May is Mediterranean Diet Month and in honour of that, here is some food for thought.
According to the Canadian Diabetes Association, more than 3 million people in Canada suffer from diabetes and 80% of those will die as a result of heart disease or stroke. The onset of type 2 diabetes can be prevented or delayed through increased physical activity, healthy eating and weight loss.
One way to achieve that is to jump-start your eating habits by adopting the Mediterranean diet.
No doubt you have been hearing about its benefits for years, but do you really know what the diet involves? Unlike fad diets, the Mediterranean diet is not a temporary fix, it is a lifestyle.
Based on whole grains, legumes, vegetables, fresh fish, fresh fruit, olive oil and nuts, the Mediterranean diet has been praised by health officials as a diet rich in the nutrients that we all need. It is based on the dietary traditions of Greece and southern Italy circa 1960, a time when the rates of chronic disease among the population there were among the lowest in the world and the life expectancy was among the highest despite the limited medical services available.
Today we face many concerns over the growing epidemic of diabetes, high blood pressure, high cholesterol and heart disease. But research has shown that these problems can be eliminated by doing several things including eating a diet that is high in fiber and low in saturated fat.
That would mean adopting the Mediterranean diet and eating foods like Insalata di Farro (see recipe below).
Starting today and every Monday going forward we will be posting easy recipes, some traditional, some innovative, but all following the Mediterranean philosophy of eating.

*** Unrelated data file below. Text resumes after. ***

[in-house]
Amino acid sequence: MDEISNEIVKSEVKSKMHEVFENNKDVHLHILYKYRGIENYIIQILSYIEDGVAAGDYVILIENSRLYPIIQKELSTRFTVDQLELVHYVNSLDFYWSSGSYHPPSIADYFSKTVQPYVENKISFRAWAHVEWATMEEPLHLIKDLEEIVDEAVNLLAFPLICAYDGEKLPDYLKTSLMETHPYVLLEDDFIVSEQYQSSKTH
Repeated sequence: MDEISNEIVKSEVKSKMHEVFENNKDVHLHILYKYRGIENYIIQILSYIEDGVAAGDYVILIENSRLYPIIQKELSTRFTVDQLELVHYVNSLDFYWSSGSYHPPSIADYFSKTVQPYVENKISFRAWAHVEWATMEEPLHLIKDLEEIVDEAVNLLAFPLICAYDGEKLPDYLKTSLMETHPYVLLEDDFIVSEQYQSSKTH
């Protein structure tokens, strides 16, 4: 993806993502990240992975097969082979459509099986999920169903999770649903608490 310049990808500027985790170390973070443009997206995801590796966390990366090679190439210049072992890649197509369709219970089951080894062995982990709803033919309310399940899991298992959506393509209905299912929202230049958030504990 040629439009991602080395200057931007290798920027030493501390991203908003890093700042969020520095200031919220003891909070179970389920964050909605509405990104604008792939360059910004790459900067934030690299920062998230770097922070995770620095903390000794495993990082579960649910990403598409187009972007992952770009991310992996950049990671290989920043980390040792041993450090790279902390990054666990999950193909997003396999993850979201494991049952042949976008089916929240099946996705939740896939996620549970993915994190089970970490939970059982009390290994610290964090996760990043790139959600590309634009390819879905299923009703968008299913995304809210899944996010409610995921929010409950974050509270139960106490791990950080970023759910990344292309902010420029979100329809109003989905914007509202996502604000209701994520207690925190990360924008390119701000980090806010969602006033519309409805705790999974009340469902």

Insalata di Farro – a wonderfully easy summer salad that is filling and light at the same time. It uses the ancient Roman grain Farro, the oldest cultivated grain in the world, very similar to Spelt. Farro is extremely high in fiber & protein (2 times that of modern wheat), vitamin B and antioxidants.
1 500g bag of Farro cooked according to the package instructions (approx. 25 minutes in boiling salted water)
1 small red or yellow pepper chopped
1/2 cup of pitted olives of your choice (I prefer Taggiasca for the taste and size)
3/4 cup of quartered cherry tomatoes
1/2 cup of chopped red onion
1 can of tuna, drained (packed in olive oil is better) – omit for a vegetarian version
your favourite artisan EVOO in abundance
3 tbsp of fresh mint chopped
Allow the cooked farro to cool before combining all ingredients together. Dress (heavily!) with your EVOO of choice. I like a fairly robustly flavoured oil with this dish but the important thing is that it is fresh – check your best before dates! Top with chopped fresh mint. Serves 4 with enough left over for your lunch the next day.
This is the basic farro salad so feel free to add, substitute and experiment. Grilled vegetables, fresh peas, marinated artichokes, asparagus are all delicious additions.
Until next Monday…